Learning from Krishna

2008-11-06 00:00

Devamrita Swami, the governing body commissioner for the International Society for Krishna Consciousness (Iskon) in South Africa, and the travelling sannyasa preacher Bhakti Narasimha Swami were in Pietermaritzburg last weekend to attend the Govardhan Puja Festival celebrating the miraculous feat of the Supreme Godhead, Lord Sri Krishna, when he lifted the Govardhan Hill and used it like an umbrella to protect his devotees from the torrential rain sent by the demi-god Indra.

Narasimha said this miracle that occurred 5 000 years ago was a demonstration of how God shows love to his devotees. The Govardhan Puja Festival was held in South Africa for the first time and Pietermaritzburg was chosen especially as the inaugural venue. “It’s the capital of KwaZulu-Natal and we chose it as we wanted to put across this message in a very big way.”

“We want to send a message of goodwill,” says Narasimha, “a message of peace, because in our country we belong to a culture of violence and anxiety. But it is also possible to have a culture of love, celebration and liberation.”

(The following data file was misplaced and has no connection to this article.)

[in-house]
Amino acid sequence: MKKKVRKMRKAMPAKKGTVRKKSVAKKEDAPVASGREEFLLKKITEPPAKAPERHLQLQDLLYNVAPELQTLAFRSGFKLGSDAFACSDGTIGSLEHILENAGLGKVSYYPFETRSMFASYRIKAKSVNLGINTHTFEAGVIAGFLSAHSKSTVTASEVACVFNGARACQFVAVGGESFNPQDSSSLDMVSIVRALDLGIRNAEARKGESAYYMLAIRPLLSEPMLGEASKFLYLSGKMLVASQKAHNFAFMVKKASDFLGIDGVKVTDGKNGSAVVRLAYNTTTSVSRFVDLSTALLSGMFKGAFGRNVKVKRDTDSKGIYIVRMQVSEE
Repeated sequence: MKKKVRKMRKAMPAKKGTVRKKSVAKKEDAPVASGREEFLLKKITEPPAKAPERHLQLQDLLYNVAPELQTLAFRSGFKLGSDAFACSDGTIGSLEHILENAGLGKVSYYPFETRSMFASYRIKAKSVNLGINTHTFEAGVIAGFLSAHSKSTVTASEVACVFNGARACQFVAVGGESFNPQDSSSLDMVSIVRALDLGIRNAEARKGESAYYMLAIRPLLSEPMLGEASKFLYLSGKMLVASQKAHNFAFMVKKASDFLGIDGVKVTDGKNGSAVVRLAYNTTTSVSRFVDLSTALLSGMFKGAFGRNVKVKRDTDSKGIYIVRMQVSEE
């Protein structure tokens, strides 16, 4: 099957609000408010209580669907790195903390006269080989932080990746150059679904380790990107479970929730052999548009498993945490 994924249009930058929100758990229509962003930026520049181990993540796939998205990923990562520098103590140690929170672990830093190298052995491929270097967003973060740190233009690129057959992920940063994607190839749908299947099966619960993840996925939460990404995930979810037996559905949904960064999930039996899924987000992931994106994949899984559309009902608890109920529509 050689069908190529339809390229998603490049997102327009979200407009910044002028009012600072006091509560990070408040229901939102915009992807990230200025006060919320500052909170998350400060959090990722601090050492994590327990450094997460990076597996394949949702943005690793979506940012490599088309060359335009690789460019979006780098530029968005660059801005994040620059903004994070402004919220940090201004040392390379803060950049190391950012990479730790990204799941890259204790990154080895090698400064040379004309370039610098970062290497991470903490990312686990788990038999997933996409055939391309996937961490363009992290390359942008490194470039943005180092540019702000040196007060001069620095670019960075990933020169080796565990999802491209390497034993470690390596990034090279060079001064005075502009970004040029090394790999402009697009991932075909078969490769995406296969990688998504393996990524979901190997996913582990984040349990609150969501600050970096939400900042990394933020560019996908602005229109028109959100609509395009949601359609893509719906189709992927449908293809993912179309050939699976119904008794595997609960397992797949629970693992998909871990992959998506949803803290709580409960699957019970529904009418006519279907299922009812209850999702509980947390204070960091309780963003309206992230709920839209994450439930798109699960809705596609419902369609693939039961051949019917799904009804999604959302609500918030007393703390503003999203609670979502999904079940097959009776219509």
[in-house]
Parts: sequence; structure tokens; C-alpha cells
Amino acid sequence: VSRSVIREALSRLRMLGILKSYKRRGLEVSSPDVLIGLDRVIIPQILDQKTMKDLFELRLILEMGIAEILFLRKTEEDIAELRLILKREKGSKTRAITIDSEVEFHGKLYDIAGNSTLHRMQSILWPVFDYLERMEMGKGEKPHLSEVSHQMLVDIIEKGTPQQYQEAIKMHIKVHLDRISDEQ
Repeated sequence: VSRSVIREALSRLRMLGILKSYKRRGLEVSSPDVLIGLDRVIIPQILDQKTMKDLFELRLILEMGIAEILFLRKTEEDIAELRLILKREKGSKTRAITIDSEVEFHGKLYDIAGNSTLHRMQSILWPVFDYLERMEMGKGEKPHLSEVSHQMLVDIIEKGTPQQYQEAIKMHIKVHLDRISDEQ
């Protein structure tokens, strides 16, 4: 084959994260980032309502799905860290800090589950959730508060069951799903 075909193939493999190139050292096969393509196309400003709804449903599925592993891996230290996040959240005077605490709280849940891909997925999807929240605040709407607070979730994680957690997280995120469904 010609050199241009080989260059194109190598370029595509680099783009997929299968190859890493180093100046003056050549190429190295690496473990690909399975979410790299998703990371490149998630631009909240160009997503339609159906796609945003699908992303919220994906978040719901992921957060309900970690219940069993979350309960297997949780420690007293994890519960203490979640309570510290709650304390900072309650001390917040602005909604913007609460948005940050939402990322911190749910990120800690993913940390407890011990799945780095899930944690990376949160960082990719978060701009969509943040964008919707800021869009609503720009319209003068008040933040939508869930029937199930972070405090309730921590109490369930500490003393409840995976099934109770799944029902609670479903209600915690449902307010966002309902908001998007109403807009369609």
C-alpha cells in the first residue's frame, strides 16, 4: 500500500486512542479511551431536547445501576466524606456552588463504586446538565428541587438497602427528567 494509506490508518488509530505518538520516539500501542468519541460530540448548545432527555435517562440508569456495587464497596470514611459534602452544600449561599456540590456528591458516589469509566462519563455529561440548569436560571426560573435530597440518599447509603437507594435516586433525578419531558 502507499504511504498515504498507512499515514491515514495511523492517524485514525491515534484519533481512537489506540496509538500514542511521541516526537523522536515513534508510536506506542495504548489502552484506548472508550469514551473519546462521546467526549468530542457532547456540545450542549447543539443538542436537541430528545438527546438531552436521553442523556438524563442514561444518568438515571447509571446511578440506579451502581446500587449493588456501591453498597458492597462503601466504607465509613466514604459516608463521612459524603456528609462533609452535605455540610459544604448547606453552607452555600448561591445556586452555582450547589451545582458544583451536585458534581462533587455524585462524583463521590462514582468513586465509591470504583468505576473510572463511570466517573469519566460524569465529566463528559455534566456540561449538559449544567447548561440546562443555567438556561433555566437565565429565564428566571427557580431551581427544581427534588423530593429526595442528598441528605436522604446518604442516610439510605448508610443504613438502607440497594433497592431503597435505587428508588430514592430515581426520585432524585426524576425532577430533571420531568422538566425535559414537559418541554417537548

Devamrita added that Krishna’s act also had an ecological and environmental significance. “If you act in harmony with nature everything’s fine. If not, it hits back or causes havoc.”

Devamrita, an African-American, was brought up as a Presbyterian — “at the age of 12 I was preaching in church”. He describes himself as having been a scholarly child and when he graduated from Yale he decided to take up Hare Krishna — “I was looking for the topmost knowledge and I had the topmost education. At Yale I studied politics … but I saw that without any spiritual knowledge politics doesn’t change anything.”

He found the “topmost” knowledge elsewhere: “I studied the Bhagavad Gita and other Krishna-consciousness books — I had never encountered such knowledge before.”

Devamrita and his colleague Narasimha are both sannyasa, Hindu renunciates who dedicate their lives to spiritual pursuits.

Narasimha is the first black South African sannyasa of the International Society for Krishna Consciousness and is responsible for preaching and teaching in Swaziland, Zimbabwe, Zambia and Lesotho. He was born and grew up in Durban, later studying engineering in Johannesburg.

Narasimha came from a family of Seventh Day Adventists and he says his becoming a member of the Hare Krishna movement grew out of his own inquisitiveness when, during the student uprisings of the apartheid years, he was forced to confront the question: “What causes all this disturbance? What is the nature of the Absolute? The Bible didn’t fulfil me,” he says. “I looked at the deeper concepts of Hinduism to see what it had to say about God and his relationship to chaos in the world. This expanded my views and my consciousness. In the Bhagavad Gita all my questions were answered.”

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